Fluoride is a nutrient necessary to help patients develop and maintain strong, healthy smiles for life. For kids who are still learning to properly care for their smiles, those patients who struggle with chronic tooth decay, and those who have sensitive teeth, oral or topical fluoride therapy may be a great way to improve the strength of tooth enamel. In this post, we’ll discuss some of the benefits of fluoride therapy, and when you can benefit from these preventive dentistry services. What is Fluoride? Fluoride is a mineral compound that can bind to the porous tooth enamel, strengthening teeth by replacing the weaker hydroxyl molecule of tooth enamel. As your teeth are constantly attacked by acidic plaque produced by oral bacteria, using fluoridated toothpastes and topical fluoride treatments can prevent damage and weakening of the tooth enamel. Who Should Receive Fluoride Treatment? Fluoride treatments are beneficial in a variety of situations, including improving oral health for: * Young children who are still developing their primary or adult teeth and may need oral fluoride supplements if they don’t receive adequate fluoride from tap water or their diets. * Kids who have developed their primary or adult teeth, may still need topical fluoride treatments during six month dental exams to help them maintain optimal oral health. * Patients with sensitive teeth who may also benefit from topical fluoride treatments during their biannual dental checkups, and following teeth whitening, we may recommend topical fluoride therapy to avoid dental sensitivity. * Adults, teens, or kids who experience frequent tooth decay should consider receiving topical fluoride treatment to improve their oral health. How is Fluoride Therapy Completed? Topical fluoride treatments are easily applied during any six month dental exam. We simply paint a coat of fluoride onto your teeth, and you’ll allow it to sit for at least half an hour before consuming any foods or beverages. For those patients who need ingested fluoride supplements, our team can provide prescriptions as necessary. In some cases, we may also recommend prescription strength fluoride toothpaste to strengthen teeth every day. For patients with dental sensitivity and those who experience frequent, severe decay, regular at-home topical fluoride gel may be recommended. Meet the Distinctive Dentistry of Maitland Team At Distinctive Dentistry of Maitland, our Altamonte Springs dentist and dental care team offer a wide range of treatment options to help patients keep their smiles healthy. We focus dental care plans on helping patients keep their smiles whole and healthy, and fluoride treatments are just one of the many preventive services we offer to strengthen smiles. If you want to learn more about our preventive dentistry services, contact our Altamonte Springs dental team to schedule an appointment with us today.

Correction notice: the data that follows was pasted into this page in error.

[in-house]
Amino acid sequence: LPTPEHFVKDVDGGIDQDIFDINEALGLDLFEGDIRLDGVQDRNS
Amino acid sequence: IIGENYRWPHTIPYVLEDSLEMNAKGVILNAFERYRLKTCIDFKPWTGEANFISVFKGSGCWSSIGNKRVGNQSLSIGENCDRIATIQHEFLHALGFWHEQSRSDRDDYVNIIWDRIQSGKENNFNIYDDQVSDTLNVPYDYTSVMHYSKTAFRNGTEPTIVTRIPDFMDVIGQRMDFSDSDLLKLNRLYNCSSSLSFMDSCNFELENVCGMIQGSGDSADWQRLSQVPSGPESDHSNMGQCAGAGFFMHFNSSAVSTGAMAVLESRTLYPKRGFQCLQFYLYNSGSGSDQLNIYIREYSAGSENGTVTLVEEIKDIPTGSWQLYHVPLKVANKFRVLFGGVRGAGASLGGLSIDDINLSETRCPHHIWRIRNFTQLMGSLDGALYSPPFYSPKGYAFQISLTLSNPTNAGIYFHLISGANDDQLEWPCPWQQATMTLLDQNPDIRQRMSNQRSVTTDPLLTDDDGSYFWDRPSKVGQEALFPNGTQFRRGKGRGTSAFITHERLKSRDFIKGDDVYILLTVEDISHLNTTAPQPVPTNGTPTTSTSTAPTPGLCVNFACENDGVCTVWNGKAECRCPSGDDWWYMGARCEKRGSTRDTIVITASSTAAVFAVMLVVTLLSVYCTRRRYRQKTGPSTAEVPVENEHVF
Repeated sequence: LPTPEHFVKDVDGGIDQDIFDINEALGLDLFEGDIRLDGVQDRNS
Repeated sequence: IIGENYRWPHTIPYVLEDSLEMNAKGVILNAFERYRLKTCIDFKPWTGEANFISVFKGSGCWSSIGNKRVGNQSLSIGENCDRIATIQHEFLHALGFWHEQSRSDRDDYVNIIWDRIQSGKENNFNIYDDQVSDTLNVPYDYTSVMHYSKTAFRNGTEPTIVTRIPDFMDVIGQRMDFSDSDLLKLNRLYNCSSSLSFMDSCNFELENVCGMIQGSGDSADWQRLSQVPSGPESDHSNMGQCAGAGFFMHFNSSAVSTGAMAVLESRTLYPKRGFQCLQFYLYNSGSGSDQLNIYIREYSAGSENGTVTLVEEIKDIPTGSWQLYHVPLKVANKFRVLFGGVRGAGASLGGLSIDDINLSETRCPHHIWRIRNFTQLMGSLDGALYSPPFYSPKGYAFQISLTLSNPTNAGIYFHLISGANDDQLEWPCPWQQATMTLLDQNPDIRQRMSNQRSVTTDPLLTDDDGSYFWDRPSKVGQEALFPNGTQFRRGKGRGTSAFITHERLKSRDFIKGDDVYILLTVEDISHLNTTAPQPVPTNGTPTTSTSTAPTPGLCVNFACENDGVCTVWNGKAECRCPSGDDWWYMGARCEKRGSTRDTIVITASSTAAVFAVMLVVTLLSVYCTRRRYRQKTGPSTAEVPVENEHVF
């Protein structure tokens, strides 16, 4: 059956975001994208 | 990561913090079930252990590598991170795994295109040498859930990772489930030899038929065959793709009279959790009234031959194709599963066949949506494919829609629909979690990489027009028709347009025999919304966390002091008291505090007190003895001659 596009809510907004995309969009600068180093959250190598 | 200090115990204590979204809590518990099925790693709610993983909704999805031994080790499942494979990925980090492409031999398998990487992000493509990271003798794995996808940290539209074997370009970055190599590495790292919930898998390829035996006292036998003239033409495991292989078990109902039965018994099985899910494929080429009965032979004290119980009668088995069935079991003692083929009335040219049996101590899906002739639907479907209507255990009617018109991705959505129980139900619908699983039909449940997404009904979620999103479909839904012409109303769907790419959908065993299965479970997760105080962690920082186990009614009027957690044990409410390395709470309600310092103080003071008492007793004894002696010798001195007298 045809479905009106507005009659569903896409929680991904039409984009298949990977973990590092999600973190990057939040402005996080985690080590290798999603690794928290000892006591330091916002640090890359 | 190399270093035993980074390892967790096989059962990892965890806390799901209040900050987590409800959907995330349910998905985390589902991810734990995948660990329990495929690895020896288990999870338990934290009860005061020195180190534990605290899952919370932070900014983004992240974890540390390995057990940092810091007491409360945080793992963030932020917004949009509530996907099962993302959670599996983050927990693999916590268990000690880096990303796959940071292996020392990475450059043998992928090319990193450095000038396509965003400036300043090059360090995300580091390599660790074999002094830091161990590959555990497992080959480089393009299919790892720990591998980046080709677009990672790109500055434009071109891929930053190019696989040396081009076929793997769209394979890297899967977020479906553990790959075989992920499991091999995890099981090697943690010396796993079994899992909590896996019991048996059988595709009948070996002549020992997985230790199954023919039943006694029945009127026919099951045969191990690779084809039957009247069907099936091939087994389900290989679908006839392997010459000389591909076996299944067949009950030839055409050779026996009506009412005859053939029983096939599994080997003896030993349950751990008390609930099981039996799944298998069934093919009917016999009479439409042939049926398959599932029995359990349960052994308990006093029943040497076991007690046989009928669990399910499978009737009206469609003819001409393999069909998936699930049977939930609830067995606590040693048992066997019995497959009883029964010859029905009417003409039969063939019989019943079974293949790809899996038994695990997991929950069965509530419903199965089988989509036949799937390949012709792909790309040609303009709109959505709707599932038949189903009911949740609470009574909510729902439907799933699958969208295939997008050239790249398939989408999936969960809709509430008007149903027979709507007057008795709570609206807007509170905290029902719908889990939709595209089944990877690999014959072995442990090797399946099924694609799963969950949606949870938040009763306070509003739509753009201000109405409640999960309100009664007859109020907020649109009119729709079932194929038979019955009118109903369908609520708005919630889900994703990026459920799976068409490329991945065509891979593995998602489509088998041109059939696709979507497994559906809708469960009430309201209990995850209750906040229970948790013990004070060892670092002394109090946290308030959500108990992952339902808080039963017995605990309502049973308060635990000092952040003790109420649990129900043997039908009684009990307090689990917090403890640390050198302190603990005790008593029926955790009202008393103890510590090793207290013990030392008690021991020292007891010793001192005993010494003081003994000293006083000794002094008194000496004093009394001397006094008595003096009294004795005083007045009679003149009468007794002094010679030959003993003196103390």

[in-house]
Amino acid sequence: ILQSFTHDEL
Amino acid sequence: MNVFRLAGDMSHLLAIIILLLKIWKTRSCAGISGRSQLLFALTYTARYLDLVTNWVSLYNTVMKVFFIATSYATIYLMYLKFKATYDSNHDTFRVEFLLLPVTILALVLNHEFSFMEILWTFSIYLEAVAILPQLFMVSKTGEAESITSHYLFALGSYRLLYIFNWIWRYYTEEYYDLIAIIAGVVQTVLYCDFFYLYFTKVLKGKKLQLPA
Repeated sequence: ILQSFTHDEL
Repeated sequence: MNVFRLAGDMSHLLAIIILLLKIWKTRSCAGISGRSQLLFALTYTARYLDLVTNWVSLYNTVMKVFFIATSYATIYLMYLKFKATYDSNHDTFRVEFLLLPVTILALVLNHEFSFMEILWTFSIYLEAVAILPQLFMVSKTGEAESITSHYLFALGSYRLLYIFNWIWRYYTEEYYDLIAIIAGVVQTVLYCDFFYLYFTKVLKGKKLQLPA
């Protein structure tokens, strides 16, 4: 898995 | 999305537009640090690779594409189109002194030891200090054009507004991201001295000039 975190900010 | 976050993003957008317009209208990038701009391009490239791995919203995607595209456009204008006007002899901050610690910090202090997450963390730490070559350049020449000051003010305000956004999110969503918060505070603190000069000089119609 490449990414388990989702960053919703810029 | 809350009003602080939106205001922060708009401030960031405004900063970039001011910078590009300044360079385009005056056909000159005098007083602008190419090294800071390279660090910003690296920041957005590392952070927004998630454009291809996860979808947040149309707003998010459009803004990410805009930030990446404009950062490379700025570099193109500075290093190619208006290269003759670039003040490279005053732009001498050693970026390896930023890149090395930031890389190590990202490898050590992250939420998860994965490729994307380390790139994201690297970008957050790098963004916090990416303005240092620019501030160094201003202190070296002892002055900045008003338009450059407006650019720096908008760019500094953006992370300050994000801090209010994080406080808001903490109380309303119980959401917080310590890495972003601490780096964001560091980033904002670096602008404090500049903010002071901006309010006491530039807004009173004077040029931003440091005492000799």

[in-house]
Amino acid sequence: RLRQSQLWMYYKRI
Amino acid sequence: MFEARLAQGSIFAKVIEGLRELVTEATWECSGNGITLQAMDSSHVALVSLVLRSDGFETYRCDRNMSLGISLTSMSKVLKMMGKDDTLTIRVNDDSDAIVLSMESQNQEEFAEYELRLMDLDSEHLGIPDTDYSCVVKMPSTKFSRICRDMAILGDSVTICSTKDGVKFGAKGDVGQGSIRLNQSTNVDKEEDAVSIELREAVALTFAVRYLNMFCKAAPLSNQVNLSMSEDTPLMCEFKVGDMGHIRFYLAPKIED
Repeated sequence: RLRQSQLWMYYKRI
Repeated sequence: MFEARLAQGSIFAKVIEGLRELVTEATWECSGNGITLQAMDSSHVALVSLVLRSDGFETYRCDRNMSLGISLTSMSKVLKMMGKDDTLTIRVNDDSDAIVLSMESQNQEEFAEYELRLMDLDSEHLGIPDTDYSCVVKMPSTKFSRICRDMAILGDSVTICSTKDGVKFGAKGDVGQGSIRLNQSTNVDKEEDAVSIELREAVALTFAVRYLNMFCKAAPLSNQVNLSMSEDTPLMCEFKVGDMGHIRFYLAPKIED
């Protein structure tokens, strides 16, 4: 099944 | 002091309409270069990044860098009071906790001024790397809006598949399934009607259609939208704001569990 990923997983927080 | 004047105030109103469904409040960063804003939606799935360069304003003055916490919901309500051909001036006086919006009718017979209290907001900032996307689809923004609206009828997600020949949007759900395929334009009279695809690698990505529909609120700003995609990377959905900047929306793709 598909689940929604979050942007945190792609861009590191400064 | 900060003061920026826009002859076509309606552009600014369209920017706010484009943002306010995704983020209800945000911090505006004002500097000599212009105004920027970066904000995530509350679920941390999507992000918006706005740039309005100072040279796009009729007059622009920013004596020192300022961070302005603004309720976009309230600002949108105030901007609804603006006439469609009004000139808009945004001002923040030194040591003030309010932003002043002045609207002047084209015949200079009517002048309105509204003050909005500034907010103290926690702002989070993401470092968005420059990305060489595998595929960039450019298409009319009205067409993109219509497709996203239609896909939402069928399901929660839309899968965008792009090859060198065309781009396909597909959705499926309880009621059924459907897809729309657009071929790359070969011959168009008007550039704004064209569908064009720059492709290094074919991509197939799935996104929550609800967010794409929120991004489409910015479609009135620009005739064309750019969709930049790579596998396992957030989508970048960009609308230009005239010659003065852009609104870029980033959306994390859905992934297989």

Dental phobia or fear of the dentist is a common condition that affects many people, and it causes them to avoid going to the dentist. Dental anxiety can cause people to delay going to the dentist, which can lead to dental issues. Discuss your dental fears It is important to discuss your fears before undergoing any dental treatment. Your dentist can discuss your fears and reassure you about them. When speaking to the dentist about your discomfort, be specific about what makes you feel anxious. That way, you can get tips and advice on how to overcome those fears. For instance, if the sound of a drill bothers you, the dentist can let you know that it will only be used for a short period of time and then switched out with a soft tool. Agree on a signal It’s common for patients to feel uncomfortable at the dentist’s office due to a number of factors. Some of them include the sound of the drill, the proximity of their cheek to the suction tube, or the smell of chemicals used to clean the teeth. If you feel nervous, tell your dentist about it and agree on a signal beforehand. This way, you can inform your dental hygienist that you need a break. The signal should be something simple so that your dentist doesn’t confuse it with something else. For example, you can simply raise your hand to indicate you need a short break. You can also nod your head or raise your eyebrows to indicate that you’re uncomfortable and need to take a break. Take a friend or family member with you It’s perfectly normal to feel nervous before a dentist appointment, but bringing a friend or family member along can help prevent you from feeling alone and awkward in the dentist’s chair. Your friend or family member can distract you during your appointment, helping to ease your tension. They can also help you remember the things you are supposed to talk about with your dental assistant or dentist. They can even tell you if you need to speak up! Have a distraction with you If you’re feeling anxious during your appointment, bring your phone or some headphones to listen to some music. You may also bring your book or magazine to read in case your dentist is running behind. This will give you some time to relax and ease your anxiety. If your child becomes frightened at the prospect of sitting in the dentist’s chair, having his favorite toy with him can help him cope with his anxiety. Ask for sedation dentistry There are two different types of dental sedation you can use to relax during a dental procedure. The first is nitrous oxide, which is also called laughing gas. It is inhaled through a mask that is placed over your nose. Nitrous oxide allows you to feel relaxed but conscious during your dental treatment. The second type of sedation is oral sedatives, which allow you to be in a more relaxed stage. To find out more about the dental services we offer at Distinctive Dental on Maitland, call (407) 830-9800 or schedule your consultation online. You can also visit us at 609 Maitland Ave STE 1, Altamonte Springs, FL 32701.